… the massive use of water is in agriculture and particularly in developing world agriculture. Something of the order of 70% of that. One in three people are already facing water shortages and the total world demand for water is predicted to increase by 30% by 2030.

So, we’ve got food “” expectation of demand increase of 50% by 2030, we’ve got water “” expectation of demand increase of 30% by 2030. And in terms of what it looks like, we have real issues of global water security.

…. where there is genuine water stress [in 2025 is] China and also parts of India, but look at parts of southern Europe where by 2025 we are looking at serious issues of water stress”¦.

So, water is really enormously important. I am going to get onto the climate change interactions with it a little bit later but water is the one area that I feel is seriously threatening. It is so important because a shortage of water obviously interacts with a shortage of food, there are real potentials for driving significant international problems “” what do you do if you have no water and you have no food? You migrate. So one can have a reasonable expectation that international migration will occur as these shortages come in.

Now, the third one I want to focus on is energy and, driven by the population increase that I talked about, the urbanisation I talked about and indeed the movement out of poverty…. For the first time, the demand of the rest of the world exceeded the demand of energy of the OECD….. Energy demand is actually increasing and going to hit something of the order of a 50% increase, again by 2030.

Now, if that were not enough”¦ those are three things that are coming together. What will the world be like when that happens? But we also have, of course, the issue of climate change. Now, this is a very familiar slide to you all but we are shooting for a target of two degrees centigrade, a perfectly sensible target. There is enormous uncertainty in the climate change models about that particular target. It is perfectly reasonable to say ‘shouldn’t we be shooting for one degrees centigrade or, oddly enough, it is perfectly reasonable to say ‘shouldn’t we be shooting for three degrees centigrade’, the only information we have is really enormously uncertain in terms of the climate change model.

Shooting for two seems a perfectly sensible and legitimate objective but there are enormous problems. You are talking about serious problems in tropical glaciers “” the Chinese government has recognised this and has actually announced about 10 days ago that it is going to build 59 new reservoirs to take the glacial melt in the Xinjiang province. 59 reservoirs. It is actually contemplating putting many of them underground. This is a recognition that water, which has hitherto been stored in glaciers, is going to be very scarce. We have to think about water in a major way….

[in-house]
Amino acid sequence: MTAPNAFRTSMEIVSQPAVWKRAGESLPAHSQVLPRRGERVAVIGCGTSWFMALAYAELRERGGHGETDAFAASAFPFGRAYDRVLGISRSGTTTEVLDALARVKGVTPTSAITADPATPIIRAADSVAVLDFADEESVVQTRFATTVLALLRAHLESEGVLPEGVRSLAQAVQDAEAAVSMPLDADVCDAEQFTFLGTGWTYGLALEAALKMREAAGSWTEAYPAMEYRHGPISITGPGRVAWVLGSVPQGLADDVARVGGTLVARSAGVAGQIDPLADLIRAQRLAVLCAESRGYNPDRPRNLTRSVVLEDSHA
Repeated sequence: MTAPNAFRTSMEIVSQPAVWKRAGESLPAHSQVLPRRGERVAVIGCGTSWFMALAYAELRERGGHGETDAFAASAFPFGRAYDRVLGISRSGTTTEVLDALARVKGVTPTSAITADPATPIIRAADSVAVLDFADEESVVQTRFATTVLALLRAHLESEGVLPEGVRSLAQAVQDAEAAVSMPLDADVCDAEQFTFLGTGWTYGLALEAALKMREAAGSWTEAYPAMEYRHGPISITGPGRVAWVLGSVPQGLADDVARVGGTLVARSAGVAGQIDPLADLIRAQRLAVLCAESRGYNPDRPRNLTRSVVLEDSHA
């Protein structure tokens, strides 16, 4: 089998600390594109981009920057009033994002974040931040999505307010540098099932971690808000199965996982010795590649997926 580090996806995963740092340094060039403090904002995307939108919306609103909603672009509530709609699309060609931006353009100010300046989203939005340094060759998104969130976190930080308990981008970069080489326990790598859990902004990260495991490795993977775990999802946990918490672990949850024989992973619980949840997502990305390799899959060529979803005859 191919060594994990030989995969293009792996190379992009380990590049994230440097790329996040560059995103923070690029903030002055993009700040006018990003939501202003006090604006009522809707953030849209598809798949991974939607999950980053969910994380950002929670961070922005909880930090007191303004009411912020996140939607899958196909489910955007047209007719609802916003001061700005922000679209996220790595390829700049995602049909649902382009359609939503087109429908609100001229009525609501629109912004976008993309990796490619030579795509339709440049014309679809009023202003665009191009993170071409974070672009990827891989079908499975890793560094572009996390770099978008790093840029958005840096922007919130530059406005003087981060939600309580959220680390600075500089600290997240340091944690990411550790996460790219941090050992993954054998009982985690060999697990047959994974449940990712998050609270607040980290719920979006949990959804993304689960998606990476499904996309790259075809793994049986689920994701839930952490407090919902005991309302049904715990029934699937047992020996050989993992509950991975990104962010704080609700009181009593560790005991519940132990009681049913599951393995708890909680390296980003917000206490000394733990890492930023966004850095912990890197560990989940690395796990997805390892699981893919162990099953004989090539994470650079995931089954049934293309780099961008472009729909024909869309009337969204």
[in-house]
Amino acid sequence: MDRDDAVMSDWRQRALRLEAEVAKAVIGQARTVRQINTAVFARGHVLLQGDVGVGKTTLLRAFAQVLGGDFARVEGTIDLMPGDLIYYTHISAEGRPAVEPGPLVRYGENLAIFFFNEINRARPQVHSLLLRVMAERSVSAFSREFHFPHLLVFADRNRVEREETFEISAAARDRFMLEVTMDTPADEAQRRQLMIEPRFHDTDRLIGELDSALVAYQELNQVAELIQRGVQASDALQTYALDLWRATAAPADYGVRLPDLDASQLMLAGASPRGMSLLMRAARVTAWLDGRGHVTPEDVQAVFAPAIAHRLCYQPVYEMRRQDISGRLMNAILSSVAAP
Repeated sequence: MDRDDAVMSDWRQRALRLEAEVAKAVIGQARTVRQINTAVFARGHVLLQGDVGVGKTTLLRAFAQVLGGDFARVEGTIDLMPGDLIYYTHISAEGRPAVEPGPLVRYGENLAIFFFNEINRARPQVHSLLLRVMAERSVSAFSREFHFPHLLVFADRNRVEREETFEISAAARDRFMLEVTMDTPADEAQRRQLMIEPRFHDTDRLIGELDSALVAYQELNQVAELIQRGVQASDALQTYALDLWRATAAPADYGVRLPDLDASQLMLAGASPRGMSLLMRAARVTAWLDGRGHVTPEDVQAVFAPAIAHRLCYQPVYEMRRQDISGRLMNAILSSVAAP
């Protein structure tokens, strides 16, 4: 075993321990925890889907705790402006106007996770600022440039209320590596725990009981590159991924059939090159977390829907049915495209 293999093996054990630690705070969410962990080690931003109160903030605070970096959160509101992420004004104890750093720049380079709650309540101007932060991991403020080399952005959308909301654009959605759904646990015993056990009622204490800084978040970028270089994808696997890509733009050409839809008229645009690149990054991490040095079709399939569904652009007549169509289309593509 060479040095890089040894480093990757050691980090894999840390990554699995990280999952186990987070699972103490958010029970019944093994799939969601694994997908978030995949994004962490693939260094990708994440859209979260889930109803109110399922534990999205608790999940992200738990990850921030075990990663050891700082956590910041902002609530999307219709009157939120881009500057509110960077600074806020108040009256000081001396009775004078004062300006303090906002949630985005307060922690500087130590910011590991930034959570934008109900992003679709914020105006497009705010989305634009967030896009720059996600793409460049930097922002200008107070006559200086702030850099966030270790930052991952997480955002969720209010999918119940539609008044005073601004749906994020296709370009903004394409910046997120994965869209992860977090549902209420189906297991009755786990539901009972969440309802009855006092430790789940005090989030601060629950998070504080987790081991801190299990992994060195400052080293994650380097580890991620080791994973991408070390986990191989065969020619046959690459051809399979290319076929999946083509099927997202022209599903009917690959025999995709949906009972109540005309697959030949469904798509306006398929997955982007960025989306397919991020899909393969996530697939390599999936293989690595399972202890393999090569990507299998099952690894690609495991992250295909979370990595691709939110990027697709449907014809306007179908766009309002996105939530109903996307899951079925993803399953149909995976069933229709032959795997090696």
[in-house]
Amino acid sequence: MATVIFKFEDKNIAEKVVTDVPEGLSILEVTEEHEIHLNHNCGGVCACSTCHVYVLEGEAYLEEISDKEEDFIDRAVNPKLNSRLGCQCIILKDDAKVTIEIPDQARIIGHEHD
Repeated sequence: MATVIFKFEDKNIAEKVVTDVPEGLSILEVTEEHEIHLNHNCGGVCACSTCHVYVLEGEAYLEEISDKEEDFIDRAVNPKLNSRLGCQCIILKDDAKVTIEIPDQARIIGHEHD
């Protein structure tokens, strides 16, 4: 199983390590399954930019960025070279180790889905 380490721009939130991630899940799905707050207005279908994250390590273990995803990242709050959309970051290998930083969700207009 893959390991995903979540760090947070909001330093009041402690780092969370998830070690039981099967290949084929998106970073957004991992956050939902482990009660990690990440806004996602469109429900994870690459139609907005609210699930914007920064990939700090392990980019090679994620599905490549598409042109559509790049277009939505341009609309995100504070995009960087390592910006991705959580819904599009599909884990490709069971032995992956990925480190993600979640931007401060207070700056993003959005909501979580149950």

The other area that really worries me in terms of climate change and the potential for positive feedbacks and also for interactions with food is ocean acidification”¦.

As I say, it’s as acid today as it has been for 25 million years. When this occurred some 25 million years ago, this level of acidification in the ocean, you had major problems with it, problems of extinctions of large numbers of species in the ocean community. The areas which are going to be hit most severely by this are the coral reefs of the world and that is already starting to show. Coral reefs provide significant protein supplies to about a billion people. So it is not just that you can’t go snorkelling and see lots of pretty fish, it is that there are a billion people dependent on coral reefs for a very substantial portion of their high protein diet.

… we have got to deal with increased demand for energy, increased demand for food, increased demand for water, and we’ve got to do that while mitigating and adapting to climate change. And we have but 21 years to do it”¦.

I will leave you with some key questions. Can nine billion people be fed? Can we cope with the demands in the future on water? Can we provide enough energy? Can we do it, all that, while mitigating and adapting to climate change? And can we do all that in 21 years time? That’s when these things are going to start hitting in a really big way. We need to act now. We need investment in science and technology, and all the other ways of treating very seriously these major problems. 2030 is not very far away.

Some of this can be avoid or minimized if we act now. Some of it can’t. But if we don’t act strongly now, then by Memorial Day 2029, many of the global conflicts will either be resource wars or wars driven by environmental degradation and dislocation (see “Warming Will Worsen Water Wars). Indeed that may already have started to happen (see “Report: Climate Change and Environmental Degradation Trigger Darfur Crisis).

For one discussion of the kind of wars we might be seeing, albeit for the year 2046, here is a three-part radio series on Climate Wars.

Fortunately, veterans and security experts and politicians of all parties have begun working together to avoid the worst.  In the op-ed announcing their breakthrough Senate climate partnership, Senators Graham (R-SC) and Kerry (D-MA) said one of the key reasons they joined forces to pass climate and clean energy bill is that “we agree that climate change is real and threatens our economy and national security.”